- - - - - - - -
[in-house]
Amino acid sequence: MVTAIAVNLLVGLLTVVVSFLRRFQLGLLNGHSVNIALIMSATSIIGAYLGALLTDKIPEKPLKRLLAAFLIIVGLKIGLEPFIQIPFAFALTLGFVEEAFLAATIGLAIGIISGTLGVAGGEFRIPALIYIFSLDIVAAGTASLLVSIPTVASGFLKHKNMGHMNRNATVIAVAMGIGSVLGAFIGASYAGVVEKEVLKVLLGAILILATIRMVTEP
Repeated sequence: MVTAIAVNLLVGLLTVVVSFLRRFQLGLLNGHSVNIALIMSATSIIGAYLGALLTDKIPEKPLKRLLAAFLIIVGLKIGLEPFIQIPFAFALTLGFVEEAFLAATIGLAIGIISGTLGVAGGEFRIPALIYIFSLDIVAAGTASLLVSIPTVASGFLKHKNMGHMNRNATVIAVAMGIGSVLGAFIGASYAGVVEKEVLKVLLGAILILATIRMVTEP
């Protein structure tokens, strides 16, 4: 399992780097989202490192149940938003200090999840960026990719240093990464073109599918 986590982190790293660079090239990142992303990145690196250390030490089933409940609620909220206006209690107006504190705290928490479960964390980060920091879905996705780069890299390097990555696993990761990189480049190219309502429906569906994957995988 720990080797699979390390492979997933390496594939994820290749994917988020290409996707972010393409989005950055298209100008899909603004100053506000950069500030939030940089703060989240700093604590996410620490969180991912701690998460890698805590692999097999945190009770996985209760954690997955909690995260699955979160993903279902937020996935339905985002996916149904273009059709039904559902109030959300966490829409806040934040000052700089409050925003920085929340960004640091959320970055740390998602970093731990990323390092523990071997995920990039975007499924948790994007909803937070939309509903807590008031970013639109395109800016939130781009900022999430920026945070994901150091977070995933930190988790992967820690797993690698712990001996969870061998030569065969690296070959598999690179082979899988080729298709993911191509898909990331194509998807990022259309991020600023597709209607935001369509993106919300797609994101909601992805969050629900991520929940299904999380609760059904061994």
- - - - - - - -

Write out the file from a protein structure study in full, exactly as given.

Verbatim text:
[in-house]
Amino acid sequence: MVTAIAVNLLVGLLTVVVSFLRRFQLGLLNGHSVNIALIMSATSIIGAYLGALLTDKIPEKPLKRLLAAFLIIVGLKIGLEPFIQIPFAFALTLGFVEEAFLAATIGLAIGIISGTLGVAGGEFRIPALIYIFSLDIVAAGTASLLVSIPTVASGFLKHKNMGHMNRNATVIAVAMGIGSVLGAFIGASYAGVVEKEVLKVLLGAILILATIRMVTEP
Repeated sequence: MVTAIAVNLLVGLLTVVVSFLRRFQLGLLNGHSVNIALIMSATSIIGAYLGALLTDKIPEKPLKRLLAAFLIIVGLKIGLEPFIQIPFAFALTLGFVEEAFLAATIGLAIGIISGTLGVAGGEFRIPALIYIFSLDIVAAGTASLLVSIPTVASGFLKHKNMGHMNRNATVIAVAMGIGSVLGAFIGASYAGVVEKEVLKVLLGAILILATIRMVTEP
């Protein structure tokens, strides 16, 4: 399992780097989202490192149940938003200090999840960026990719240093990464073109599918 986590982190790293660079090239990142992303990145690196250390030490089933409940609620909220206006209690107006504190705290928490479960964390980060920091879905996705780069890299390097990555696993990761990189480049190219309502429906569906994957995988 720990080797699979390390492979997933390496594939994820290749994917988020290409996707972010393409989005950055298209100008899909603004100053506000950069500030939030940089703060989240700093604590996410620490969180991912701690998460890698805590692999097999945190009770996985209760954690997955909690995260699955979160993903279902937020996935339905985002996916149904273009059709039904559902109030959300966490829409806040934040000052700089409050925003920085929340960004640091959320970055740390998602970093731990990323390092523990071997995920990039975007499924948790994007909803937070939309509903807590008031970013639109395109800016939130781009900022999430920026945070994901150091977070995933930190988790992967820690797993690698712990001996969870061998030569065969690296070959598999690179082979899988080729298709993911191509898909990331194509998807990022259309991020600023597709209607935001369509993106919300797609994101909601992805969050629900991520929940299904999380609760059904061994």